EOD Major Nick Drury to train in India
Wed, 02/01/2017 - 11:04am admin
Major Lindsey Elder
After Sept. 11 happened, I started seeing a lot of my friends getting ready for deployments and I just felt like I needed to be a part of it."
When you talk to Major Nick Drury you can tell right away he is proud of what he does, and remarkably calm for serving in one of the most dangerous professions in the Army. Raised in Philip, S.D., he credits the patriotism and support of his small community as the strongest reasons for his enlisting in the Army when he graduated from Philip High School.
"There were a number of WW2 veterans, and Vietnam veterans in my town that I knew. I needed a job and from talking to people, it sounded like it would be a good fit for me. I've always told people that there's two things that basically saved my life and that's the Army and my wife," Drury said.
The explosive ordnance disposal officer and father of three daughters has seen a lot. With a gamut of duty assignments including Baumholder, Germany, Aberdeen Proving Grounds, professional military education at the Naval War College and deployments to Bosnia and Iraq under his belt, he currently serves as the deputy chief of operations for the 8th Theater Sustainment Command on Fort Shafter, Hawaii. Yet it's his selection to attend the Civil Defense Officers Bomb Disposal Course at the Indian Army College of Military Engineering in Pune, India, that brings one of the most unique learning opportunities of his career.
"I'm very excited about this opportunity. Not only to work with another partner nation, but also understanding the bomb disposal techniques and procedures. How they teach it, how students learn it and how it’s incorporated into the Indian Army,' he said.
The United States Army Pacific and Indian Army relationship is an important one to regional and global security. Drury is one of only 10 officers from across the entire United States Army selected to attend professional military education at the invitation of the Indian Army this year.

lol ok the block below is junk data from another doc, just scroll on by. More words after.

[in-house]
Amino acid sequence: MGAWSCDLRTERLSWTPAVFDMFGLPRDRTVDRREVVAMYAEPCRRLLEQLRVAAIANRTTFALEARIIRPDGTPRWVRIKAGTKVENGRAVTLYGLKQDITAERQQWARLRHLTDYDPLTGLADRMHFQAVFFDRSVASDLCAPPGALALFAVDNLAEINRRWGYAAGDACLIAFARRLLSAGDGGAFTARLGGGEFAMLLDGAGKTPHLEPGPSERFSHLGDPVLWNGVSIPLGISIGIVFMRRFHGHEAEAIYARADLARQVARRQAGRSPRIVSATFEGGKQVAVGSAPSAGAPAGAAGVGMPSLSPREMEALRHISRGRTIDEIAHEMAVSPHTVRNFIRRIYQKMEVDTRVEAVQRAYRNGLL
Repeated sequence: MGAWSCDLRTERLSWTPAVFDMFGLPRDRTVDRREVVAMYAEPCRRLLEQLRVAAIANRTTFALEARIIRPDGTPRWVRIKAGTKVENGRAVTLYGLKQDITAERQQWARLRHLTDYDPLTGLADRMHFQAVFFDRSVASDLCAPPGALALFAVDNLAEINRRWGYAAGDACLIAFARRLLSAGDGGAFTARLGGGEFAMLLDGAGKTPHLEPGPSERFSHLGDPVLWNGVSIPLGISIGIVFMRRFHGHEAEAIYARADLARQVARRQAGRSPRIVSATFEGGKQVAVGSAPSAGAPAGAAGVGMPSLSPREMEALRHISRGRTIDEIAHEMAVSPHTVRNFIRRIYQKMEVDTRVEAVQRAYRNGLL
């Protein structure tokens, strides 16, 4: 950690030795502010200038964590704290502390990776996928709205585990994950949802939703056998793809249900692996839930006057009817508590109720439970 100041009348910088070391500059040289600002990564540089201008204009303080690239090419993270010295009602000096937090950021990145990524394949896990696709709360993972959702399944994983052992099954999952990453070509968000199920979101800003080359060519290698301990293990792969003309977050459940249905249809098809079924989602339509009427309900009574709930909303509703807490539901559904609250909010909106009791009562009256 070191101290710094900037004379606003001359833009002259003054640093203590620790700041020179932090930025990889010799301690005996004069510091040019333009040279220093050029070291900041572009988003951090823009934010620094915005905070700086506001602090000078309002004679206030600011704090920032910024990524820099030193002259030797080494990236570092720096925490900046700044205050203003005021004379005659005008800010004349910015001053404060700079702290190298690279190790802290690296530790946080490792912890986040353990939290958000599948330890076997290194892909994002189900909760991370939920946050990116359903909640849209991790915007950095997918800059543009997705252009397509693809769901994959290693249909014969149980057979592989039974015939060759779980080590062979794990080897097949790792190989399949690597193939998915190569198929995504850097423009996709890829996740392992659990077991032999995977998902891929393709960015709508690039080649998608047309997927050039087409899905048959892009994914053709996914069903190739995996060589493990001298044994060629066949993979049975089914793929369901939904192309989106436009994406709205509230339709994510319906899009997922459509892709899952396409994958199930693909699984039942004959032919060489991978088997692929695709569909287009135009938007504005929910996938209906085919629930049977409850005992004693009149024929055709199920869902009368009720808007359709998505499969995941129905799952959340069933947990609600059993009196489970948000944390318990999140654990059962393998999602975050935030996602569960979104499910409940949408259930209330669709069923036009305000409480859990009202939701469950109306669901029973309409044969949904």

In addition to this professional achievement, Drury had a more personal reason to celebrate: he recently celebrated his 20th anniversary with his wife and high school sweetheart, Heidi Drury.
"We've basically known each other our whole lives. We grew up in a small town in South Dakota, knew each other as kids, and started dating in Philip High School. After graduating I enlisted, so she's been in the Army as long as I have. Throughout all the deployments, schools, moves and the training; we've done it all together. I couldn't do it without her," he said.
Drury served as an infantryman for three and a half years in Germany with the 2nd Battalion, 6th Infantry Regiment, 2nd Brigade Combat Team, 1st Armored Division, before transferring to the South Dakota Army Reserve. He served as a basic noncommissioned officer course instructor as a sergeant while attending National American University full time. It was the attacks to the United States on Sept. 11, 2001, that led him back to serving full time.
"After Sept. 11 happened, I started seeing a lot of my friends getting ready for deployments and I just felt like I needed to be a part of it," he said. However, despite the small amount of time he had been away from the active Army, Drury was surprised by all the additional requirements the Army had for him to come back as a noncommissioned officer like he wanted to. Knowing he wanted to serve again without the restrictions he was finding, he visited the local Reserve Officers' Training Corps program instead.
"I didn't necessarily want to go back into the infantry, I wanted to do something different. I wanted to go back in as an EOD NCO, but there was a whole bunch of conditions. I wasn't willing to lose rank and I didn't want to go back to an additional basic training. So, I stood my ground and went over to the university's ROTC department," he said. He completed an accelerated program with his previous service experience and commissioned from the South Dakota School of Mines and Technology Army ROTC in 2003.
Officers must volunteer to become qualified for EOD, and for Army officers only those in the ordnance branch are eligible to apply. It is considered one of the most demanding and dangerous military specialties.
"Earning my EOD badge would really rate up there as one of the proudest moments in my career so far. The school is long, and academically it was a little more difficult than I thought it would be. Anyone who has been through it will understand that it's not just academics, it's a very anxiety driven school in that you're being challenged so much for fear of failure. There's a constant pressure on you to do well," Drury said.
While his training may be of the greatest value to the EOD community, his presence represents the USARPAC and Indian Army shared appreciation for professional military education.
"I'm really looking forward to this opportunity to increase my understanding of India and the Indian Army and their cultures. There's just this common link between the people who serve. I look forward to not only that shared understanding, but also because this is a bomb disposal school, learning the technical knowledge that everyone brings," he said.